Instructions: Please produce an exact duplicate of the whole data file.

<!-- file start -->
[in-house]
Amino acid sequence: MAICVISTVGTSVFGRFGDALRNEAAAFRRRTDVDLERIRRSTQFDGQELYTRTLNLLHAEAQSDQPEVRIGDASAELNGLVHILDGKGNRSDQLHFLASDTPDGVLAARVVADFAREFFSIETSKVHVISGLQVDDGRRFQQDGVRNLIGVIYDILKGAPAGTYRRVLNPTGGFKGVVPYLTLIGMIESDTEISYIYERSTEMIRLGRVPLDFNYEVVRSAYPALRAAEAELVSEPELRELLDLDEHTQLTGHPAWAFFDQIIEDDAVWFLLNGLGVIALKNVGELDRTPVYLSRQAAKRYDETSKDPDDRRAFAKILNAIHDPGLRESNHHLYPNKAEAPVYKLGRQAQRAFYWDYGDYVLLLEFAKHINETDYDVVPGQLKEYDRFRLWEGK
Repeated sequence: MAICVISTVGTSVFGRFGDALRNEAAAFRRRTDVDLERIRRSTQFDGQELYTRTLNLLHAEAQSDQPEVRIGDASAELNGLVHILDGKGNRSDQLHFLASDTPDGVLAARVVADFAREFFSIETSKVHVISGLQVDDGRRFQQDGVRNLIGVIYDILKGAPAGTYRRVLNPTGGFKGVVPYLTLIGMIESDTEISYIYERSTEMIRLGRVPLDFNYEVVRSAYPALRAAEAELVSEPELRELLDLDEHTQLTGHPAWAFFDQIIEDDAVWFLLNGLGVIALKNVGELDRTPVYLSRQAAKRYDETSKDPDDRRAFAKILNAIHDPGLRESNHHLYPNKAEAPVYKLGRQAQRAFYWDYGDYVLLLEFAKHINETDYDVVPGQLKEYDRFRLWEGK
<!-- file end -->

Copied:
[in-house]
Amino acid sequence: MAICVISTVGTSVFGRFGDALRNEAAAFRRRTDVDLERIRRSTQFDGQELYTRTLNLLHAEAQSDQPEVRIGDASAELNGLVHILDGKGNRSDQLHFLASDTPDGVLAARVVADFAREFFSIETSKVHVISGLQVDDGRRFQQDGVRNLIGVIYDILKGAPAGTYRRVLNPTGGFKGVVPYLTLIGMIESDTEISYIYERSTEMIRLGRVPLDFNYEVVRSAYPALRAAEAELVSEPELRELLDLDEHTQLTGHPAWAFFDQIIEDDAVWFLLNGLGVIALKNVGELDRTPVYLSRQAAKRYDETSKDPDDRRAFAKILNAIHDPGLRESNHHLYPNKAEAPVYKLGRQAQRAFYWDYGDYVLLLEFAKHINETDYDVVPGQLKEYDRFRLWEGK
Repeated sequence: MAICVISTVGTSVFGRFGDALRNEAAAFRRRTDVDLERIRRSTQFDGQELYTRTLNLLHAEAQSDQPEVRIGDASAELNGLVHILDGKGNRSDQLHFLASDTPDGVLAARVVADFAREFFSIETSKVHVISGLQVDDGRRFQQDGVRNLIGVIYDILKGAPAGTYRRVLNPTGGFKGVVPYLTLIGMIESDTEISYIYERSTEMIRLGRVPLDFNYEVVRSAYPALRAAEAELVSEPELRELLDLDEHTQLTGHPAWAFFDQIIEDDAVWFLLNGLGVIALKNVGELDRTPVYLSRQAAKRYDETSKDPDDRRAFAKILNAIHDPGLRESNHHLYPNKAEAPVYKLGRQAQRAFYWDYGDYVLLLEFAKHINETDYDVVPGQLKEYDRFRLWEGK